Also speaking was retired Air Force Gen. Charles Horner, who commanded U.S. and partner-nation air operations for Operation Desert Shield and Operation Desert Storm in Saudi Arabia from August 1990 to April 1991.
Providing some historical perspective, Horner noted that the liberation of Kuwait from an Iraqi invasion as a result of Desert Shield and Desert Storm laid the foundation for terrorist retaliatory actions like the Khobar Towers bombing. The bombing, Horner said, now is ranked as the second largest non-nuclear explosion ever recorded, behind only the massive explosion of almost 3,000 tons of ammonium nitrate last year in Beirut, Lebanon.
Acknowledging that military force has a role in combatting terrorism, Horner added, “We can only win ... by following the two great commandments — first that we love God, which will force us all to compel the rejection of evil, and that we love our neighbor, which will allow us to understand other people and come to find the good in them as human beings.”
“We need to reject hate wherever we find it, in ourselves or in others,” Horner said.
Col. Jon Wheeler, commander of the 33rd Fighter Wing, spoke briefly, telling the survivors, victims’ family members and others in attendance, “I’d like to thank you for the trust you have bestowed on the 33rd Fighter Wing to pay tribute to our heroes for the past quarter of a century.”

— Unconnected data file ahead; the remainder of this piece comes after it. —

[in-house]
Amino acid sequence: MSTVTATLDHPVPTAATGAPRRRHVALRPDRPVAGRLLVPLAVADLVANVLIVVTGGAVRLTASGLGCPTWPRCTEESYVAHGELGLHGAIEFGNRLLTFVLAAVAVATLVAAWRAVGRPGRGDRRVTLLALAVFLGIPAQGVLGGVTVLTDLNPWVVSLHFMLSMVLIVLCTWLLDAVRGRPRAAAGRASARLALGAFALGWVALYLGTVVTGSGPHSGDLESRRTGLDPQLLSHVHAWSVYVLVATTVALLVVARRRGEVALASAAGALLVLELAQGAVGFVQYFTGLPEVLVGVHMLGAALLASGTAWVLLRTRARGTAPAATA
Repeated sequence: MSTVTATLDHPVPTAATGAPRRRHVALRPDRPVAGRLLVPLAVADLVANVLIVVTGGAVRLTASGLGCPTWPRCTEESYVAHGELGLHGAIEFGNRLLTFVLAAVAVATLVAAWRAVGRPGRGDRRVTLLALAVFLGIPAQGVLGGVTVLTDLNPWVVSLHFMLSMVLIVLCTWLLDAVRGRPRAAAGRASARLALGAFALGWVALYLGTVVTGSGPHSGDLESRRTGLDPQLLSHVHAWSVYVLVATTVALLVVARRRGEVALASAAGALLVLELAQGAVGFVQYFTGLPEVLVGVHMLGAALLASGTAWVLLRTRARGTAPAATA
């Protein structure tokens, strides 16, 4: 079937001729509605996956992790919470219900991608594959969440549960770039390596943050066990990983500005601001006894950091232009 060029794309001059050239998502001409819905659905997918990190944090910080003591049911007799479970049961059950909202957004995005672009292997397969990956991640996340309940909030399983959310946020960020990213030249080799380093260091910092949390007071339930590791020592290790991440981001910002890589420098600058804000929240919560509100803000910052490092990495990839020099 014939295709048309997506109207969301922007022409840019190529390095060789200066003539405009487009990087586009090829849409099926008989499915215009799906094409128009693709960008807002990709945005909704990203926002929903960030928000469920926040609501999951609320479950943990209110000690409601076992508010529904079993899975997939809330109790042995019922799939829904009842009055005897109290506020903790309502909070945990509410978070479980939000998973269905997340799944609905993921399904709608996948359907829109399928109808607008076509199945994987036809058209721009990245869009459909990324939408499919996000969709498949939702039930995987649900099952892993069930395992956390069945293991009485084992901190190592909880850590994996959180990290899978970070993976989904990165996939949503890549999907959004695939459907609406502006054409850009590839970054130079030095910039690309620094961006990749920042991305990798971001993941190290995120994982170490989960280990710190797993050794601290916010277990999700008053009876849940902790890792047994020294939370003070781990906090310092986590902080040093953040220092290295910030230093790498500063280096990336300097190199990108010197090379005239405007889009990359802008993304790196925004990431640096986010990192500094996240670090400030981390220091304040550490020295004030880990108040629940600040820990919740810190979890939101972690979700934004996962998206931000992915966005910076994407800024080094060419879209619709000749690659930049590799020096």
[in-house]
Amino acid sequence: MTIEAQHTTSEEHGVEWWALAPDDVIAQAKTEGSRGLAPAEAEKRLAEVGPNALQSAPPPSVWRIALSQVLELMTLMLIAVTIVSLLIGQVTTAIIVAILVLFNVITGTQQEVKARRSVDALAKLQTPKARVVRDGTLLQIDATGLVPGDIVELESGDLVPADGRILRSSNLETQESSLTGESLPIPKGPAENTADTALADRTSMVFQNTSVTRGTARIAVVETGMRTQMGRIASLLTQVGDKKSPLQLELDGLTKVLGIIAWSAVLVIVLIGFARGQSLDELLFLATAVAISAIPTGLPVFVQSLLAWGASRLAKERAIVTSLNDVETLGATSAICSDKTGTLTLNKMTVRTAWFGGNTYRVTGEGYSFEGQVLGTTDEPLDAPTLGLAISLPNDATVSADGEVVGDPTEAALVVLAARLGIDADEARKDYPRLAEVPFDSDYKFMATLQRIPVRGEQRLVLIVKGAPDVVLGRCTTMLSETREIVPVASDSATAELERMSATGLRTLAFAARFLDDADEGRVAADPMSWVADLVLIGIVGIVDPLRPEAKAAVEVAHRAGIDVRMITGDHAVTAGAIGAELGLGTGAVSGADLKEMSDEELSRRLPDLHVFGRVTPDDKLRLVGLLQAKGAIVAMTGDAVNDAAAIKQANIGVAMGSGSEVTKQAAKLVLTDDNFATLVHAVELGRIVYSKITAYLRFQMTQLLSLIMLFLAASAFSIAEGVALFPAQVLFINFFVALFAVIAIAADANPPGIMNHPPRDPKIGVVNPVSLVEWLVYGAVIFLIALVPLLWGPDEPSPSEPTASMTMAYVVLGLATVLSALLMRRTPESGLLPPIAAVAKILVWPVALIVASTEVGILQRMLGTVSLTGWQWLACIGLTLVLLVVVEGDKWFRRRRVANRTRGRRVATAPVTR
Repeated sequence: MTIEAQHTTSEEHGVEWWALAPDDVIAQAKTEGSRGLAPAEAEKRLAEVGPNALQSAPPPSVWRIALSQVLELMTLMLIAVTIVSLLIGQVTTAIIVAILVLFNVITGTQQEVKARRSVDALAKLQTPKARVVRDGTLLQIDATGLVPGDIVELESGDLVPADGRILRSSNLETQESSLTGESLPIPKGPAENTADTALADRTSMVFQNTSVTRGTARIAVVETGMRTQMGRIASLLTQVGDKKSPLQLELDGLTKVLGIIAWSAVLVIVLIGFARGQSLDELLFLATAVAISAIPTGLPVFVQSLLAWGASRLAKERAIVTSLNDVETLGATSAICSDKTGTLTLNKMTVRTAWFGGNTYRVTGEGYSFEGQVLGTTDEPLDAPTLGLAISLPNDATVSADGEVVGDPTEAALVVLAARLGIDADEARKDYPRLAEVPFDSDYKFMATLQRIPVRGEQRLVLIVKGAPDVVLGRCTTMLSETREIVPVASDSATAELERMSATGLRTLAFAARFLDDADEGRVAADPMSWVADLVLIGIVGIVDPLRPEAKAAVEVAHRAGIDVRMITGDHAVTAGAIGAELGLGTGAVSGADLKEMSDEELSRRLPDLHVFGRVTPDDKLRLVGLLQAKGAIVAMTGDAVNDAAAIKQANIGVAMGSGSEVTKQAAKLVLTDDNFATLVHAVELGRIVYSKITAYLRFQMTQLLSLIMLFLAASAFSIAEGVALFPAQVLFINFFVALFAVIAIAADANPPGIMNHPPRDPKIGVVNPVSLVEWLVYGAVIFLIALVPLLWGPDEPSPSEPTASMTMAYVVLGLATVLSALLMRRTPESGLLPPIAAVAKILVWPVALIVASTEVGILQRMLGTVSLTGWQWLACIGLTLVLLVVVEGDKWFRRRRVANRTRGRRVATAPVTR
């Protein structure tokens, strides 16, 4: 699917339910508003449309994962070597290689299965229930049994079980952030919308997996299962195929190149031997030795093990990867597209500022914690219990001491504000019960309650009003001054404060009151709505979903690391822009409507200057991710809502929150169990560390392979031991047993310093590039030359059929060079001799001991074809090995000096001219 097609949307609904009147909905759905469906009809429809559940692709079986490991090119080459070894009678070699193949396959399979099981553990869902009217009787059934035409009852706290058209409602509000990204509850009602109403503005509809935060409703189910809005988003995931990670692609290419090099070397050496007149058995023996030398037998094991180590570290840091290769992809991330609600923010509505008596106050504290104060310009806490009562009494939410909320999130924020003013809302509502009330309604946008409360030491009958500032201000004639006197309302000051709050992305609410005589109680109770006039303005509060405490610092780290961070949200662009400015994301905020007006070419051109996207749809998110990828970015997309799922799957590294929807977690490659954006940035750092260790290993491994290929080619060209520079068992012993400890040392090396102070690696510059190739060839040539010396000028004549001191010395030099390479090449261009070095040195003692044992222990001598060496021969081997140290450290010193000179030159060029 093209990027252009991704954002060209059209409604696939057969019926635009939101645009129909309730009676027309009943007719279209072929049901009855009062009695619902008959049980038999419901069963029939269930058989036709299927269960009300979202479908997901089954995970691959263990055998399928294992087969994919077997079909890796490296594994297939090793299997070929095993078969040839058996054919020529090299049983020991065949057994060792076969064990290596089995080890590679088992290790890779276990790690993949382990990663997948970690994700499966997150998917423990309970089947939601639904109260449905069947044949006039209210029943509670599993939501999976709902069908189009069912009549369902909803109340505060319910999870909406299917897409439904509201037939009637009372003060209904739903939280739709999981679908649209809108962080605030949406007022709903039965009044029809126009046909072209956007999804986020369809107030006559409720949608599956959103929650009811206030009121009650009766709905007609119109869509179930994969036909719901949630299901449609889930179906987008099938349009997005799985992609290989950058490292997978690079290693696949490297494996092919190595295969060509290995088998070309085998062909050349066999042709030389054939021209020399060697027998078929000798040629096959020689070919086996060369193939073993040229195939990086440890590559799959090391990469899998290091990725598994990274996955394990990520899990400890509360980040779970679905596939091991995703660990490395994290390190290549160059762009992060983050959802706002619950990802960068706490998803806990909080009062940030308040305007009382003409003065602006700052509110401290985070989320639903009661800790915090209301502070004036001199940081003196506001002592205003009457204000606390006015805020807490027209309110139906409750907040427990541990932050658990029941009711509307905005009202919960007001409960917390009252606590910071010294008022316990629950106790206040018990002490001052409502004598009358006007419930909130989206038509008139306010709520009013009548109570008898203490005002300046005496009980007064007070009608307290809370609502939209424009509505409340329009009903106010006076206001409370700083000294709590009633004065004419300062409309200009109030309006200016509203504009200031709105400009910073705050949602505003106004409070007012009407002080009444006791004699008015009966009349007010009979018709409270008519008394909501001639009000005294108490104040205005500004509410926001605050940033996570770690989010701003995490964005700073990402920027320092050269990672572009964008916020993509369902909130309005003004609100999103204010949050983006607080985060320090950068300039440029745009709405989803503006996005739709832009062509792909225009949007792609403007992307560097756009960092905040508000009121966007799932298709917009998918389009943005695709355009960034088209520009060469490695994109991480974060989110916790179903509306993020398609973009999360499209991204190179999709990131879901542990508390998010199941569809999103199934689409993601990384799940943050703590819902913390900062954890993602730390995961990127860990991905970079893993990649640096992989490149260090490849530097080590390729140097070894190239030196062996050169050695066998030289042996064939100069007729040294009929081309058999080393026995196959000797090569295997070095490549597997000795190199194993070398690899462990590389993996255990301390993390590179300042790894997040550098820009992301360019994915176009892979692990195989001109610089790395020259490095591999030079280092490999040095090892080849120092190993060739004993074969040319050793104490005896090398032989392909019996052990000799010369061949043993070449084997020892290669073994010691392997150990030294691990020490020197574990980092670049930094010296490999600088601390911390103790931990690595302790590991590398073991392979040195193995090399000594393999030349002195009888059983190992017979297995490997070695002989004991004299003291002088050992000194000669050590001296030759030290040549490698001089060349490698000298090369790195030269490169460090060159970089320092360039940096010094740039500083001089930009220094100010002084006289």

The Eglin airmen who died in the attack were Staff Sgt. Daniel B. Cafourek of Watertown, South Dakota; Sgt. Millard D. Campbell of Angelton, Texas; Senior Airman Earl F. Cartrette Jr. of Sellersburg, Indiana; Tech Sgt. Patrick P. Fennig of Greendale, Wisconsin; Master Sgt. Kendall Kitson of Yukon, Oklahoma; Airman 1st Class Brian W. McVeigh of Debary, Florida; Airman 1st Class Brent E. Marthaler of Cambridge, Minnesota; Airman 1st Class Peter J. Morgera of Stratham, New Hampshire; Tech. Sgt. Thanh V. Nguyen of Panama City, Florida; Airman 1st Class Joseph E. Rimkus of Edwardsville, Illinois; Senior Airman Jeremy A. Taylor of Rosehill, Kansas; and Airman 1st Class Joshua E. Woody of Corning, California.
They came from the wing’s 58th Fighter Squadron, 60th Fighter Squadron, 33rd Logistics Group, 33rd Maintenance Squadron and 33rd Operations Support Squadron.
Members of the Rimkus, Marthaler, Woody, Campbell and Nguyen families were in attendance at Friday’s ceremony.
Five of the remaining victims were stationed at Patrick Air Force Base near Cocoa Beach. They were Capt. Christopher J. Adams of Massapequa Park, New York; Capt. Leland T. Haun of Clovis, California; Master Sgt. Michael G. Heiser of Palm Coast; Staff Sgt. Kevin J. Johnson of Shreveport, Louisiana; and Airman 1st Class Justin R. Wood of Modesto, California.
Other airmen killed in the blast were Staff Sgt. Ronald L. King of Battle Creek, Michigan, stationed at Nebraska’s Offutt Air Force Base; and Airman 1st Class Christopher Lester of Pineville, West Virginia, stationed at Ohio’s Wright-Patterson Air Force Base.